Here is a woman saying things that have needed to be said for ages, but she’s the first one to say it.
Bestselling author Roxane Gay has written with intimacy and sensitivity about food and bodies, using her own emotional and psychological struggles as a means of exploring our shared anxieties over pleasure, consumption, appearance, and health. As a woman who describes her own body as 'œwildly undisciplined,' Roxane understands the tension between desire and denial, between self-comfort and self-care. In Hunger, she casts an insightful and critical eye on her childhood, teens, and twenties—including the devastating act of violence that acted as a turning point in her young life—and brings readers into the present and the realities, pains, and joys of her daily life.
With the bracing candor, vulnerability, and authority that have made her one of the most admired voices of her generation, Roxane explores what it means to be overweight in a time when the bigger you are, the less you are seen. Hunger is a deeply personal memoir from one of our finest writers, and tells a story that hasn’t yet been told but needs to be.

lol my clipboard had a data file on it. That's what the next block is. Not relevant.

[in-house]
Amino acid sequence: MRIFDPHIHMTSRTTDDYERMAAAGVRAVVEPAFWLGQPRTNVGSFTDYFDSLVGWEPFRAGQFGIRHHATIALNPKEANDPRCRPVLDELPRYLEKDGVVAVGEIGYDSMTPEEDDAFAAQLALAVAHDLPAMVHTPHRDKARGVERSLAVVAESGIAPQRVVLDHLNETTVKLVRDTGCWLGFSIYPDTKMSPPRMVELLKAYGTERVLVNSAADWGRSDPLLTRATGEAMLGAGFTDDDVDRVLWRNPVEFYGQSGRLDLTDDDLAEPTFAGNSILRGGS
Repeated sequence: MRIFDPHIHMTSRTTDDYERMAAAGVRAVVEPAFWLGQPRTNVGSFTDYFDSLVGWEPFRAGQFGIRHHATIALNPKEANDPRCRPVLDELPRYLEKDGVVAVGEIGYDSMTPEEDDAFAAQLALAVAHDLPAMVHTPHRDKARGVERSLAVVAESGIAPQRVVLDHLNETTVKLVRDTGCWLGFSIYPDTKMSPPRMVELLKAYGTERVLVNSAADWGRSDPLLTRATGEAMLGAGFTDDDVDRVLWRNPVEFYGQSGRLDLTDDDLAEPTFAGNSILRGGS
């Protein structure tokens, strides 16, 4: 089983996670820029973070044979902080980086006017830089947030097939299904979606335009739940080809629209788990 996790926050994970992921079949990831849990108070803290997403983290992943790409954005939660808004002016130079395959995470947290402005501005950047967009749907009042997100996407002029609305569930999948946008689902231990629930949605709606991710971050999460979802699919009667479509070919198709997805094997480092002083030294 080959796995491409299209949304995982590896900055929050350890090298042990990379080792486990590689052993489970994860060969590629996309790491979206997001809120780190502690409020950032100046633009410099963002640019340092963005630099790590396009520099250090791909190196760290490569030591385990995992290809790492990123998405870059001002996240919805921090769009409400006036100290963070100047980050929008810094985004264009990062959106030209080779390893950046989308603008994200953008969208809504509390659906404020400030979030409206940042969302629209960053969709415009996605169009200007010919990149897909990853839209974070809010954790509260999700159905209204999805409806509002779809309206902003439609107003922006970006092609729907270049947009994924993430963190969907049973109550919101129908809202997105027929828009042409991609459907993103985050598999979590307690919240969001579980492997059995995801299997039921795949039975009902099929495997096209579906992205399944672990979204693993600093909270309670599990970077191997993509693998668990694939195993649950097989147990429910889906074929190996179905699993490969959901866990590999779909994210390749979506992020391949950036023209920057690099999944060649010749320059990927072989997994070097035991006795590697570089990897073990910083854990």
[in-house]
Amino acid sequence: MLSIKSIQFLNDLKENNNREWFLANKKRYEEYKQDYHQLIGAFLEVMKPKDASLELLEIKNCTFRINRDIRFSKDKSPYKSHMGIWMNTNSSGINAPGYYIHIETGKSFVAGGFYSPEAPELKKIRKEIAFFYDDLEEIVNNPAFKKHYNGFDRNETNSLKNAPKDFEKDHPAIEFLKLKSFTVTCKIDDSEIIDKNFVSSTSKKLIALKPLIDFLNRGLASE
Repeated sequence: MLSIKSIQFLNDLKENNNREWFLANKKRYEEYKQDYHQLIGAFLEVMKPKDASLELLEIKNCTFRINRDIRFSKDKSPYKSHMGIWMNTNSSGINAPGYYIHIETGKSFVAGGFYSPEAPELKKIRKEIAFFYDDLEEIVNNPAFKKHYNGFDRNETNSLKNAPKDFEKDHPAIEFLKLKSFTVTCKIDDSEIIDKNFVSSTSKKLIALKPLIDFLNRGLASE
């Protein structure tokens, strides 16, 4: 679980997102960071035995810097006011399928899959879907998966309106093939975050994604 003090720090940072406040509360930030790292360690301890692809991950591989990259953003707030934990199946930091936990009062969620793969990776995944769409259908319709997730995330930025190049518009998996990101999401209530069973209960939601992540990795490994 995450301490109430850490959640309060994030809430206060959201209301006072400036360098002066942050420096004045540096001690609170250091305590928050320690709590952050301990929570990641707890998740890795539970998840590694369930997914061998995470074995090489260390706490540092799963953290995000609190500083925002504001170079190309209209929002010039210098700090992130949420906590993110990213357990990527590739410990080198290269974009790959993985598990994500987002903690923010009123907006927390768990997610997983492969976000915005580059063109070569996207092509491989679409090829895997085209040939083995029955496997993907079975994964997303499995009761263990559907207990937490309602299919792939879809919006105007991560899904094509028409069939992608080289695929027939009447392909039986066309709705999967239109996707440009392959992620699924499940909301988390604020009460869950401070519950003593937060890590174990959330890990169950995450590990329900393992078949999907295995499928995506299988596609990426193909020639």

Why I love it
Book of the Month
'œI hate myself. Or society tells me I am supposed to hate myself, so I guess this, at least, is something I’m doing right.' In her explosive new memoir, Book of the Month guest judge Roxane Gay confronts with insight and with anger, the trials of being an overweight woman. Despite being one of the most compelling and celebrated voices of our time, Gay must cope with the ways her body doesn’t fit in the modern world. There is no sugar-coating in Hunger, but the tone is what makes it special: here is a woman saying things that have needed to be said for ages, but she’s the first one to say it.